711.60 f 4/3

The Minister in Czechoslovakia (Einstein) to the Secretary of State

No. 394

Sir: With reference to the Department’s Instruction No. 100 of January 4th1 ultimo regarding a proposed naturalization treaty with Czechoslovakia2 I have the honor to enclose the copy of a Note from the Foreign Office stating that the Czecho-Slovak Government is ready to accept the text of such a treaty which had been transmitted in compliance with the Department’s Instruction No. 71 of September 5, 1922.1

There appears to be some doubt in the mind of the legal advisors of the Foreign Office with regard to the final meaning of the law of September 22 by which alien women no longer acquire our citizenship on their marriage to Americans.3 I am therefore writing to enquire if in the Department’s opinion any change in the text of the treaty has been made necessary by virtue of this new law.

The point raised by the Foreign Office regarding the last paragraph of Article I, seems to be irrelevant and may be due to an incomplete knowledge of a foreign language. Lately in discussing the legal points of the proposed extradition treaty with a high official of the Ministry of Justice I discovered that the insurmountable objection he had raised to our officials assisting the Czechoslovak officers of the law came from his translation of the word “assist” as being present, in the French sense.

A slight clarification of no particular importance is also proposed for Article II.

I shall now await the Department’s final instructions with regard to the Treaty.

I have [etc.]

Lewis Einstein
[Page 659]

The Czechoslovak Minister for Foreign Affairs (Beneš) to the American Minister (Einstein)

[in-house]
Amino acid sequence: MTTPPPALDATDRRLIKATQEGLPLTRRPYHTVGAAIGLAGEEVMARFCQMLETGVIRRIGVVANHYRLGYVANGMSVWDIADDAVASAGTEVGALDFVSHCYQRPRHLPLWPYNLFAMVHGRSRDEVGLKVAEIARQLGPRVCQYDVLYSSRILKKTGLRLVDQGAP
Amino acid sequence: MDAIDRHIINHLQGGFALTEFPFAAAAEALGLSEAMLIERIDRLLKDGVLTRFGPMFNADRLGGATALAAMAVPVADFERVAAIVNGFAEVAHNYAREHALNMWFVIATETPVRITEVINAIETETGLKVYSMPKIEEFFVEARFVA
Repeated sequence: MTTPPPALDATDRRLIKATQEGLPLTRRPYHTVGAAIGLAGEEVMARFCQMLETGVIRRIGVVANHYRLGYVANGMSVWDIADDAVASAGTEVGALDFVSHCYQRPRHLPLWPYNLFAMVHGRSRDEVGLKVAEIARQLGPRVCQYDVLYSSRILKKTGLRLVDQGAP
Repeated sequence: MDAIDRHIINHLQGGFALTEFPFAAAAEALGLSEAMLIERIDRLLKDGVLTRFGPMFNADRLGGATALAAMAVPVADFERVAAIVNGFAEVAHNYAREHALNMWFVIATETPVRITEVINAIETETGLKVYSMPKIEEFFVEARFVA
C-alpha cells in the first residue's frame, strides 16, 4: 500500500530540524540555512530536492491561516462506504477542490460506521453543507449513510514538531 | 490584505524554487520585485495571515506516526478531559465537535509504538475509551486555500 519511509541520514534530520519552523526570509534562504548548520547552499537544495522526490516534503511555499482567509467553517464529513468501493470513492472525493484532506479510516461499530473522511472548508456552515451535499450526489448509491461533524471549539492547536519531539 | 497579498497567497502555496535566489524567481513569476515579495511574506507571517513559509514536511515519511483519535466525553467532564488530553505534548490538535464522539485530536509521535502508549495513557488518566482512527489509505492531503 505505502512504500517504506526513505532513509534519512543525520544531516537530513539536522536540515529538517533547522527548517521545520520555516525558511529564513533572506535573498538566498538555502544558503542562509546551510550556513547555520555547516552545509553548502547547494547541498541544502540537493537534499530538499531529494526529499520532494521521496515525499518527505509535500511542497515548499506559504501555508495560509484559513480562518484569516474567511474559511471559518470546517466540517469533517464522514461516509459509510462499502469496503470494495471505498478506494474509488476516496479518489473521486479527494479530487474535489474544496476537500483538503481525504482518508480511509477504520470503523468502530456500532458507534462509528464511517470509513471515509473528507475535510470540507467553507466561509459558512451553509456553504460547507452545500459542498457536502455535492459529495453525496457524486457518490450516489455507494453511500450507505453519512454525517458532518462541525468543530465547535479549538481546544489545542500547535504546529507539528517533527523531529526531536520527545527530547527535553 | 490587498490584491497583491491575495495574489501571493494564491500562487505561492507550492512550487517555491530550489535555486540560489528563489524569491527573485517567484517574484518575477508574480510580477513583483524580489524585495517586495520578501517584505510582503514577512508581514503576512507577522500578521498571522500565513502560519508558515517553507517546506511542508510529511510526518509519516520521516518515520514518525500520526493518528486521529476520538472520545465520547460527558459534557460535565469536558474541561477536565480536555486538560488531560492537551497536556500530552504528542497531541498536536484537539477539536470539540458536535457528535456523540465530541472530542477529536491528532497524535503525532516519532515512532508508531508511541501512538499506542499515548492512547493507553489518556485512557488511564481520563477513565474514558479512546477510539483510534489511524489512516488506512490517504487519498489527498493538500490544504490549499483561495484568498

No. 31.651/III–1 ai 1923

Mr. Minister: The Ministry for Foreign Affairs has the honor to acknowledge receipt of your Note No. 273 of January 30, 1923.

Having received the opinion of the competent Ministry relative to the Naturalization Treaty, the Ministry for Foreign Affairs has the honor to inform you that the Czechoslovak Government accepts the text proposed by Your Excellency. It would be pleased, however, if the question concerning the citizenship of women married since September 22, 1922—the date when the law relative to the citizenship of women came into effect—with citizens of the United States of America and who do not acquire by this marriage the citizenship of their husbands could be settled at an early date.

As to the details, it is to be noted that the last paragraph of Article I of the draft in question concerns only the United States of America, for there are no subjects in Czechoslovakia who are not at the same time citizens. It would therefore be desirable to modify the said paragraph in this sense, or better still, to defer consideration of this article until the final draft.

The last sentence of Article II might perhaps be more clear if it were drafted according to Article 2 of the Bancroft Treaties4 about as follows:

“Except in cases when, according to the laws of the country of origin, the penalty might be abolished owing to the statutes of limitation or for any other reason.”

The Ministry for Foreign Affairs takes advantage [etc.]

For the Minister:
I. Wellner
  1. Instructions not printed.
  2. Draft treaty not printed; it was the same, mutatis mutandis, as the treaty signed by the United States and Bulgaria, Nov. 23, 1923, except that the fifth (and last) paragraph of article I is omitted and article II altered with regard to summonses to military service.
  3. Instructions not printed.
  4. 42 Stat. 1021.
  5. Convention signed July 19, 1868, with Baden; Malloy, Treaties, 1776–1909, vol. i, p. 53.